IT WAS a show of Kiwi girl power, with more on the way, at the Olympic Games in London this morning.
Sailors Jo Aleh and Polly Powrie took gold, BMX rider Sarah Walker silver and more hopes are pinned on Gisborne-connected kayaker Lisa Carrington to win gold on the water tonight.
Aleh and Powrie go by the name Team Jolly and they had plenty to cheer about early this morning after they won the women’s 470 class at Weymouth.
BMX cyclist Walker climbed the podium to take silver after finishing second in the final at a sweltering, crash-strewn Olympic Park, a bike length behind Colombian Mariana Pajon.
The gold and silver brought the New Zealand medal tally to 11, with four gold and the third silver taking us to 15th place on the rankings.
On the kayak course last night, Carrington produced an Olympic best time to qualify fastest for the K1 200m sprint final, the “splash and dash” of flatwater kayak racing.
The Bay of Plenty paddler with Gisborne connections won her semifinal in 40.528 seconds, trimming .873s off her heat time 90 minutes earlier at Eton Dorney. She had a cracking duel with Spain’s Teresa Portela Rivas in the middle of the course for the two guaranteed places in the final from the semi-final.
After taking gold in the women’s 470 race, Aleh and Powrie said it would be a few days before it sunk in.
The pair went into the medal race on equal points with Great Britain’s Hannah Mills and Saskia Clark and, with a big gap to the Netherlands, were guaranteed a silver medal.
It meant the double points medal race for the top-10 boats came down to a head-to-head battle between the two crews. It did not matter if they finished ninth and 10th. Whoever crossed the line first won gold.
Aleh, 26, and Powrie, 24, made no race of it. Not only did they beat the British crew, who were ninth, but they also won the race in emphatic fashion to stamp their mark on this regatta.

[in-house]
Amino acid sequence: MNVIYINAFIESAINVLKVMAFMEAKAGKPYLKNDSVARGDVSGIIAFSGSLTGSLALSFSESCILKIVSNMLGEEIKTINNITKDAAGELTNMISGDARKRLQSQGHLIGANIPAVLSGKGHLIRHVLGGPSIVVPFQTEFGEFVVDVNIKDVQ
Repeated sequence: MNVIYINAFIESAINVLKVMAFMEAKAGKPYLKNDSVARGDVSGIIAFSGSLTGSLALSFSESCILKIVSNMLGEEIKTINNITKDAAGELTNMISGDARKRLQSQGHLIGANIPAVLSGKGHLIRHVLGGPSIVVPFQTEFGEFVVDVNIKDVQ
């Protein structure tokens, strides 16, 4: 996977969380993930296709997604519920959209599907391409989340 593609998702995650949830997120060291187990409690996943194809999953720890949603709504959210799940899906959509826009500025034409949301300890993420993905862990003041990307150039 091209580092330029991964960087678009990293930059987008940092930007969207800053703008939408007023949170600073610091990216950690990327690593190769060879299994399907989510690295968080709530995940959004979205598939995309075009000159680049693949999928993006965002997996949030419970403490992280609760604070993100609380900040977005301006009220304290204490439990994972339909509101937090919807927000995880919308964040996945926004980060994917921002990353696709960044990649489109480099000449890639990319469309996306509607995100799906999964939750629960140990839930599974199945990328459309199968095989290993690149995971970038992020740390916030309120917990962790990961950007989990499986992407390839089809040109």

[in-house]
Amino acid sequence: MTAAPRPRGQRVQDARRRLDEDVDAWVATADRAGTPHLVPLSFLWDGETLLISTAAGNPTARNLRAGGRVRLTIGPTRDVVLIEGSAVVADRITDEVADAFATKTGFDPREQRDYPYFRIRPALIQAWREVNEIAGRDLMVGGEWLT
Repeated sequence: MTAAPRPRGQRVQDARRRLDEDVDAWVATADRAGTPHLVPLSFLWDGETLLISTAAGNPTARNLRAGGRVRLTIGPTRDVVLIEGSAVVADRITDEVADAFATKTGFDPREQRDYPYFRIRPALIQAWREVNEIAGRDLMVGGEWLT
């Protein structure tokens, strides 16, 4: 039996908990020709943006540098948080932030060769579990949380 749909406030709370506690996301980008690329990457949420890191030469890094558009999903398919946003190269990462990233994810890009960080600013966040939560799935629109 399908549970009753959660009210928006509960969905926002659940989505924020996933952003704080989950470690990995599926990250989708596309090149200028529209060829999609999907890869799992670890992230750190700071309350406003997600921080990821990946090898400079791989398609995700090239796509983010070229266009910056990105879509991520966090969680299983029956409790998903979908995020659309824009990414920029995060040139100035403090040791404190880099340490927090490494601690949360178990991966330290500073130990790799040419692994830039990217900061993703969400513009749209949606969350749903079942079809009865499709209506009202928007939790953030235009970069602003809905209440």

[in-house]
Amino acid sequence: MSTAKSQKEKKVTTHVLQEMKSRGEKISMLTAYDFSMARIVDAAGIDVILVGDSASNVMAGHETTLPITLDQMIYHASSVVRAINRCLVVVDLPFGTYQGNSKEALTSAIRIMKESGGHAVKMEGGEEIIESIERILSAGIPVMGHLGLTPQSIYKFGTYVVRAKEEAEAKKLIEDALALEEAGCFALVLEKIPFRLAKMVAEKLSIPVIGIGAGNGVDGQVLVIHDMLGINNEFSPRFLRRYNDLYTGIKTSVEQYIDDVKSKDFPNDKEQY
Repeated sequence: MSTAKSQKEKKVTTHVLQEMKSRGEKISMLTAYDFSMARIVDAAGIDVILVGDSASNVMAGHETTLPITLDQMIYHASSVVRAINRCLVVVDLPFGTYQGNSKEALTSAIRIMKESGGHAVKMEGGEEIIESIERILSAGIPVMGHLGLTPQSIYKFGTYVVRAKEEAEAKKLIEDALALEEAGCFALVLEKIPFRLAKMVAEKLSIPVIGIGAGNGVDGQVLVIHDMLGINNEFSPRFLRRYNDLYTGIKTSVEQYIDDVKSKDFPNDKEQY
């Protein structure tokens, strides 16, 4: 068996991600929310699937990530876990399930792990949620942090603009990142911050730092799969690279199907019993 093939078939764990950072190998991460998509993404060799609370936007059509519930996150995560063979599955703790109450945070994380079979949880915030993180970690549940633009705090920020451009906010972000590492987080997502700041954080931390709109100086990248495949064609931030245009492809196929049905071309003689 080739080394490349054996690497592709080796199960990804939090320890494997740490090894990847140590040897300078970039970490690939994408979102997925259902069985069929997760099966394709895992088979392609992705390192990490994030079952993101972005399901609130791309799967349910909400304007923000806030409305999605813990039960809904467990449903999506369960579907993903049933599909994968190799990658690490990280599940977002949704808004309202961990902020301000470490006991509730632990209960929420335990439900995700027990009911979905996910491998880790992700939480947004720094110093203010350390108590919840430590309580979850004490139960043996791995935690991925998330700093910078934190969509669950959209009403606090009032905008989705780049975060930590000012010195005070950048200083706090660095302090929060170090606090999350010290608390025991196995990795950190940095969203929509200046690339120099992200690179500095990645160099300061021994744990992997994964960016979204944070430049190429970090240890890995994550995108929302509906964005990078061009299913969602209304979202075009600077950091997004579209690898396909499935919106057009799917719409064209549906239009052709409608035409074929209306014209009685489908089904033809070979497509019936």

“It hasn’t sunk in yet. I think once we catch up with all our family it might,” Powrie said.
“It’s going to take a few days. We’ve tried to treat this like any other regatta, because it’s a lot easier to separate ourselves from all the pressure and the hype, and it still seems like just another regatta so far. I don’t know how to switch it off. I’m having a few issues with that but I’m sure it will sink in,” said Aleh.
The pair embraced after crossing the line but didn’t really know what to say to each other.
“Maybe a few swear words,” Powrie admitted.
On the BMX track, Walker conquered her inner demons and won silver.
The 24-year-old from Kawerau, cheered on by her parents and brother, among the 6000 in the grandstands, said fear drove her on to the dais.
She crashed three months ago in Norway and dislocated her shoulder, which left her thinking her Olympic dream was over.
“I’m happy. They’re tears of emotion and a little bit of disbelief as well. It has been a lot of hard work to get to this point,” she said.
“If I didn’t push myself and push that limit and challenge myself, I wouldn’t be on the podium today. Every day was scary for me training for the last three months.”
Walker spoke openly of her mental battle, after finishing fourth in Beijing four years ago.
“Going into Beijing I did doubt myself a lot and I didn’t really believe I could win or believe I deserved to be on that podium. I’ve worked a lot over the last two years to build up the confidence and myself and the belief in myself that I can do this and that I can push myself and to not be afraid of losing.”